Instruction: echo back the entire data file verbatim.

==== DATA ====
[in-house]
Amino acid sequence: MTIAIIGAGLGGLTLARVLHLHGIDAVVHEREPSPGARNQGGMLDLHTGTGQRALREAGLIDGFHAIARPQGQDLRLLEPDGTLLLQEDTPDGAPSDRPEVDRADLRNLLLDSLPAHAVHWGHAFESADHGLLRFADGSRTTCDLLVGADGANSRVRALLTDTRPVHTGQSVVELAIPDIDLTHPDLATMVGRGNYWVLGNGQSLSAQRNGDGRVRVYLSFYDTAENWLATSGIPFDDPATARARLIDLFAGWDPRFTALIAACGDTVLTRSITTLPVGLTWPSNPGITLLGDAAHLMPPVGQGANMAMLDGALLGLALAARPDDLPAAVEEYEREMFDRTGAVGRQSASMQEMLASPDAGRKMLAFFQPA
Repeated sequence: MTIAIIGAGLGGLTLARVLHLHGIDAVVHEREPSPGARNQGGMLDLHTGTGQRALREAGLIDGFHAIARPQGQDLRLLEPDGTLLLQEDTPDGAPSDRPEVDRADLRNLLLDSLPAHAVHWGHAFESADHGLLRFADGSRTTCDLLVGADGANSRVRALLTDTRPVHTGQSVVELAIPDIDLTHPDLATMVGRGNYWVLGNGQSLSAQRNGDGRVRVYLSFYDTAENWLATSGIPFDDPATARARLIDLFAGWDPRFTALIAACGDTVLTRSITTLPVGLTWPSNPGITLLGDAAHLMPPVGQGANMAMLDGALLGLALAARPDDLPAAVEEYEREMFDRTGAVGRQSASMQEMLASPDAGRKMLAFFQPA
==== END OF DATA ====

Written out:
[in-house]
Amino acid sequence: MTIAIIGAGLGGLTLARVLHLHGIDAVVHEREPSPGARNQGGMLDLHTGTGQRALREAGLIDGFHAIARPQGQDLRLLEPDGTLLLQEDTPDGAPSDRPEVDRADLRNLLLDSLPAHAVHWGHAFESADHGLLRFADGSRTTCDLLVGADGANSRVRALLTDTRPVHTGQSVVELAIPDIDLTHPDLATMVGRGNYWVLGNGQSLSAQRNGDGRVRVYLSFYDTAENWLATSGIPFDDPATARARLIDLFAGWDPRFTALIAACGDTVLTRSITTLPVGLTWPSNPGITLLGDAAHLMPPVGQGANMAMLDGALLGLALAARPDDLPAAVEEYEREMFDRTGAVGRQSASMQEMLASPDAGRKMLAFFQPA
Repeated sequence: MTIAIIGAGLGGLTLARVLHLHGIDAVVHEREPSPGARNQGGMLDLHTGTGQRALREAGLIDGFHAIARPQGQDLRLLEPDGTLLLQEDTPDGAPSDRPEVDRADLRNLLLDSLPAHAVHWGHAFESADHGLLRFADGSRTTCDLLVGADGANSRVRALLTDTRPVHTGQSVVELAIPDIDLTHPDLATMVGRGNYWVLGNGQSLSAQRNGDGRVRVYLSFYDTAENWLATSGIPFDDPATARARLIDLFAGWDPRFTALIAACGDTVLTRSITTLPVGLTWPSNPGITLLGDAAHLMPPVGQGANMAMLDGALLGLALAARPDDLPAAVEEYEREMFDRTGAVGRQSASMQEMLASPDAGRKMLAFFQPA